According to my documentation, it’s quite obvious that this aircraft must have
been at first in plain Italian dark olive over light blue
a mottling of the undersides colour being sprayed later over the olive.
So, after spraying
and covering the copper cowling rings (the silver part would come later as decal
bands), I painted the aircraft using the same pattern. Here, I must say that,
while the Vallejo Air paints worked very well on the plain-coloured surfaces,
the mottling job with a 0.25mm nozzle proved impossible (at least with my Harder
& Steenbeck airbrush), due to instant clogging.
After many trials, I
eventually used my good old Tamiya acrylics for this part of the project.
Subsequent touch-ups with Vallejo showed that mottling is possible after all -
with the 0.35 nozzle, but not with the same precision, with the additional risk
of annoying droplets-spitting. As a result, I’ll keep my Vallejos for one-tone
or segmented schemes.
After the main paint
job was done, I sealed the model with a gloss coat and applied the decals, which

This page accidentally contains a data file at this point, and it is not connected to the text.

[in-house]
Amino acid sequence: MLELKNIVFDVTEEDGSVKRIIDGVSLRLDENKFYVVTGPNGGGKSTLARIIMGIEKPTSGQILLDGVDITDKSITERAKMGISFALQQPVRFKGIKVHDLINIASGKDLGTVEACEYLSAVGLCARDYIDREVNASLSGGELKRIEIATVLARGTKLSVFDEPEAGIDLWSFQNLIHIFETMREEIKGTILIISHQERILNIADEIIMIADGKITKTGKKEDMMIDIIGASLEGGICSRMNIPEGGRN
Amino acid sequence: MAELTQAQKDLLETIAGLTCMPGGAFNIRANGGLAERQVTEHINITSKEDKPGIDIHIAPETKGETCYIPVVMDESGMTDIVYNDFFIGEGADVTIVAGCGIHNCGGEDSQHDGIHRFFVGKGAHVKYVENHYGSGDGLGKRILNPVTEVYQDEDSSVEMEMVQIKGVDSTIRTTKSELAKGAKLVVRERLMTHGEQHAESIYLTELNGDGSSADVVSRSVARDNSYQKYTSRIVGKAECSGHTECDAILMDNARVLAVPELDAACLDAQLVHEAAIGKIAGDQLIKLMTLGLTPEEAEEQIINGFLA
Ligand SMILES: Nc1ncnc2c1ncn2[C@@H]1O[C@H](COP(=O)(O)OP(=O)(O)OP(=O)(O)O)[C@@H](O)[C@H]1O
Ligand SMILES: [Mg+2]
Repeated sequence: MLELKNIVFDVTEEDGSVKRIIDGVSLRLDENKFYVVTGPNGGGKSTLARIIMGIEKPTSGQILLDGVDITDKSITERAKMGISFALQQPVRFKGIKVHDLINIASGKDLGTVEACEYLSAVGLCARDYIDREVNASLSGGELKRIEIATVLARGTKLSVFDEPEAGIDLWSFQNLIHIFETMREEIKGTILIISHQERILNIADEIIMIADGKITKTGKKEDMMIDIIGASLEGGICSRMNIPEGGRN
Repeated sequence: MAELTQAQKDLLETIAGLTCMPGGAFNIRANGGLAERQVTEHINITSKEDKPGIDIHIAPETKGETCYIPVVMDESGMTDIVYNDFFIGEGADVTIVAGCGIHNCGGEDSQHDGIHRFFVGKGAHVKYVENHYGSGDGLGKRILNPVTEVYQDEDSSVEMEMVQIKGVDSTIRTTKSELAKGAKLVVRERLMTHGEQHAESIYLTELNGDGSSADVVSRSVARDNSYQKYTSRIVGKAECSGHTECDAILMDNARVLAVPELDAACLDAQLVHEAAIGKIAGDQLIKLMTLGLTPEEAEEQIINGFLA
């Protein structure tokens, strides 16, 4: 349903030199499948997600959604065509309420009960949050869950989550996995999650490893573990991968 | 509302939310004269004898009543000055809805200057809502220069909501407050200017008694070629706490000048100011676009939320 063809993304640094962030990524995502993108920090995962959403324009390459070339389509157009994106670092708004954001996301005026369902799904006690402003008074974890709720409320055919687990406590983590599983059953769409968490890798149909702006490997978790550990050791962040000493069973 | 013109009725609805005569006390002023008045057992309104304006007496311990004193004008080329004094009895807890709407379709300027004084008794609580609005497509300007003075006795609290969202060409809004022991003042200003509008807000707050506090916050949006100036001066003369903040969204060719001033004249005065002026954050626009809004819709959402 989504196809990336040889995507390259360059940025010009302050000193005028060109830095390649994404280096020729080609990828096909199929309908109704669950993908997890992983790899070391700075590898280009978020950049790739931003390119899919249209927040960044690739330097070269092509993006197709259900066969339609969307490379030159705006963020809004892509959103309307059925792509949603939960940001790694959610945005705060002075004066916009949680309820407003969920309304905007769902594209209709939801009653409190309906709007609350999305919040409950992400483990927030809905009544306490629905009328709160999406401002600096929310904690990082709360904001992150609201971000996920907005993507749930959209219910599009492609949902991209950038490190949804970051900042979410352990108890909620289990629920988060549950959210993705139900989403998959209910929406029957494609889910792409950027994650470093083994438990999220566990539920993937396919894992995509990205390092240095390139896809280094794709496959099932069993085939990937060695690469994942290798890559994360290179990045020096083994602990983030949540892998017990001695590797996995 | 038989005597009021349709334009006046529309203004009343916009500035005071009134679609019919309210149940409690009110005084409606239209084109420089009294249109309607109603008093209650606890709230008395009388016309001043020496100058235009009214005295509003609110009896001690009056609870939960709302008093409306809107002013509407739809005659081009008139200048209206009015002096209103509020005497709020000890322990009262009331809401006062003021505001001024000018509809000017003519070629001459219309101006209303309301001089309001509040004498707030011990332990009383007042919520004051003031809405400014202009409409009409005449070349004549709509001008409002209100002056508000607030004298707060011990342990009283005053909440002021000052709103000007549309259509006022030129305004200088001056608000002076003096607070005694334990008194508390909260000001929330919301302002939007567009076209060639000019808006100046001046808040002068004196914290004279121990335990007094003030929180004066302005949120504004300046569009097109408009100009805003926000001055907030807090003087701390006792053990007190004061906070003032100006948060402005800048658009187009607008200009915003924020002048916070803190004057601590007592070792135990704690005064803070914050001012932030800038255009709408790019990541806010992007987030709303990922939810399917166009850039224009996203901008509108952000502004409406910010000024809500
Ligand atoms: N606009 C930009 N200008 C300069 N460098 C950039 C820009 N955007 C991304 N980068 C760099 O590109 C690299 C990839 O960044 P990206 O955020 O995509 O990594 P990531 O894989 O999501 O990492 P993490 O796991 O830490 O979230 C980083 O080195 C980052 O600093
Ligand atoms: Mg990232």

went on perfectly. Then I used my usual wash of oil paint to give the model a
separately-painted “fiddly bits” were now ready for assembly: the landing gear,
props, struts, gear doors, machine guns, pitot tubes, etc. The sole torpedo (the
S.79 usually only carried one of these heavy and very effective weapons) was
painted in metallic tones, according to the few colour pics in my documentation.
Speaking of metallic tones, I used thin painted decal stripes to represent the
framing of the fuselage windows. Quite a job, but well worth it. Then, after a
slight weathering on these parts to “blend” them into the rest of the model, I
applied the final matte coat.
After this, I installed the main transparencies, which fit excellently.
As usual, I used painted decal stripes for the framing. The final touches were
some exhaust stains, the tail plane’s rigging, antenna wires and, last but not
least, the open crew access door which I left for the very end (I wonder how
many times I would have broken it if I hadn’t done so).
- è finito questo.
not exactly the proverbial “shake-and-bake” kit, this one was not a difficult
project at all. A modeller with a little experience will have a good time
building it, and the super-detailing enthusiast will find it a sane and sound
base for further improvements. Above all, the model perfectly recaptures the
S.79’s characteristic shape, doing full justice to this important and
fascinating aircraft. In 1/72, it won’t take too much display space – a good
thing, considering that the many superb and colourful schemes sported by the
Sparviero throughout its career are a strong motivation to build more of these
Highly recommended to
all but absolute beginners.
Marchetti S.79 in Action # 71
Warpaint Series # 61 : S.79